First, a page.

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Daily Link Roundup: 3/27/2006

That's right: Daily Link Roundup. In order to avoid pushing some of the interesting diaries on the sidebar further down the page with random news updates, we've decided a daily link roundup is the way to go, especially since more people may notice them (meaning both the diaries the the links). There may be updates to the Daily Link Roundup as the day goes on, so be sure to check back for items of interest.

Matt Watson of Fake Teams, SB Nation's fantasy sports site, recently interviewed the creator of two interesting sports websites, Jason Gurney. Gurney is the creator of and After checking out the site, I noticed that BtB has been linked to the fourth most among baseball blogs in the past 30 days. That is way too much pressure for us, so keep linking everyone ;-)

Here is an excerpt:

Matt Watson: When you first introduced back in November, you compared it to the technology behind the sites. I'm a bit of a geek when it comes to following all of the latest and greatest Web 2.0 ventures out there, so that immediately caught my eye. But for those not familiar with, how would you explain what it is exactly that and do?

Jason Gurney: The core functionality of involves monitoring NBA-themed blogs and summarizing the top stories that appear. The application identifies common stories by grouping similar posts together. For a story to appear, it must have at least two different bloggers writing about it. The biggest stories can include dozens of posts.

Joe Hamrahi recently interviewed author of The Fielding Bible and man behind Baseball Info Solutions, John Dewan. You can check it out through this link. I knew I needed The Fielding Bible, but now I am certainly going to get it.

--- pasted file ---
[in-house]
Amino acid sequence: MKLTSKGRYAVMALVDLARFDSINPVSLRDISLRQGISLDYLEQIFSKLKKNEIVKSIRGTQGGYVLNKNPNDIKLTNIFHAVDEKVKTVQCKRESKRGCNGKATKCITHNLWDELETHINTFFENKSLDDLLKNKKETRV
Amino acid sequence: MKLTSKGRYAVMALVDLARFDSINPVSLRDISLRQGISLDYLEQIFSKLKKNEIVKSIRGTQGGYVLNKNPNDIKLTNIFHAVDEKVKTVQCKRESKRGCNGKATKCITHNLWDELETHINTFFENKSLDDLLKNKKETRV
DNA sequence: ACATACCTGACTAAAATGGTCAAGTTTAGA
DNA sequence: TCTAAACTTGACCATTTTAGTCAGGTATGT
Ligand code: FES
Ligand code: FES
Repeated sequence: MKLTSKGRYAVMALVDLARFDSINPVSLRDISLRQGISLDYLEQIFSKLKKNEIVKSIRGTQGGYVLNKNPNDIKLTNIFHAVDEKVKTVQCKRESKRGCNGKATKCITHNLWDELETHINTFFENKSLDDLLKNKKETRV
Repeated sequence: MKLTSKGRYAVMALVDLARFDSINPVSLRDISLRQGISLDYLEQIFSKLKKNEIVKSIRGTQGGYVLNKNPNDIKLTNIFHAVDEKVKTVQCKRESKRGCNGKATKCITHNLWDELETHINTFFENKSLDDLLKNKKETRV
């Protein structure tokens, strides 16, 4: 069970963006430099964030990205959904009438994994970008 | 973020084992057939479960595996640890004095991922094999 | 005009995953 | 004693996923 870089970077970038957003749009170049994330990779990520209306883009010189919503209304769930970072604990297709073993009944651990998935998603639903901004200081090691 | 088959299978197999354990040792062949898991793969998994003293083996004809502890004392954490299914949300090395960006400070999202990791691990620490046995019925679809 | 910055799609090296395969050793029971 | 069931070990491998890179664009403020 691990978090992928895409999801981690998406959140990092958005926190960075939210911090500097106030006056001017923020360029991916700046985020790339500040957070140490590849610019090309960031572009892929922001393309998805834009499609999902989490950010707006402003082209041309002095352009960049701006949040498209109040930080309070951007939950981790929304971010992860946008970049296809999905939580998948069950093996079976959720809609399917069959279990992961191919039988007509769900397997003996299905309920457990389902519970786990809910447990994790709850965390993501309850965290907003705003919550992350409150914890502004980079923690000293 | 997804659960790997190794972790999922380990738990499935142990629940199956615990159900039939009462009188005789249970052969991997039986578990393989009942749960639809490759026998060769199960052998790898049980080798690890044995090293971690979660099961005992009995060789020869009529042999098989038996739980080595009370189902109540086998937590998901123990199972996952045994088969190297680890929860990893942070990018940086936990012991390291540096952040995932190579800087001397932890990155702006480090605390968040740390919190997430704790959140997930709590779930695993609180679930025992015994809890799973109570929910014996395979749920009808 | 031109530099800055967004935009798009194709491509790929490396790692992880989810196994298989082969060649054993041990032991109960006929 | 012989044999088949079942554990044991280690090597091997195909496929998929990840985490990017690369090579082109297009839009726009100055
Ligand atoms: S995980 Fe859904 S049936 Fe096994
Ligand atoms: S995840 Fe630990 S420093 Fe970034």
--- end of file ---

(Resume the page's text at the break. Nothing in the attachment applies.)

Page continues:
The Tigers released Carlos Pena yesterday, even though PECOTA and pNRAA think its a bad idea. I'm sure it broke management's heart to cross positional Net Runs Above Average, but they did it anyways. And yeah, pNRAA doesn't have its own thought process, but I lacked another word to use.

Clay Davenport recently published an article titled Rethinking Normalized Outs. I had originally posted this in the diary section, but figured it would work here as well. Be sure to give this a look, as Davenport thinks he found something that shows a great deal of run value systems to be incorrect, including his own.

Sadly, one of my favorite players may be retiring. Any Astros gear I own is thanks to my fandom in regards to Craig Biggio and Jeff Bagwell, so seeing that era end in Houston is kind of sad to me, especially on this note. Luckily, Jeff is Cooperstown worthy; hopefully that doesn't go unnoticed. Joe Hamrahi actually shot me an e-mail well before the news showed up anywhere else, saying he was at the press conference for Bagwell. And finally, Richard Wade and Lance Richardson are counting down the Top 100 Padres of All-Time with a little help from the rest of the Padres bloggers in the blogosphere. I've been asked to contribute a piece on one of the players as well, and I'm sure you can all guess which one that is. If not, I think you might need to read here more often, which is a good idea in either case actually. Richard of course went all out with his idea to rank the top 100 Padres, and he ended up ranking every Padre player ever in order of value. Luckily, they are only covering the top 100, which starts with 2-year reliever Akinori Otsuka.

I will be posting multiple team previews today and tomorrow, and we will soon have a wave of guest articles to move the pitcher previews along. Basically, you get to enjoy a week with way more content than is necessary because it took us forever to put out the team previews for various reasons (like school, work, work, and work; that's just my set of excuses). And at the end of it all, I get to pass out (so I hope).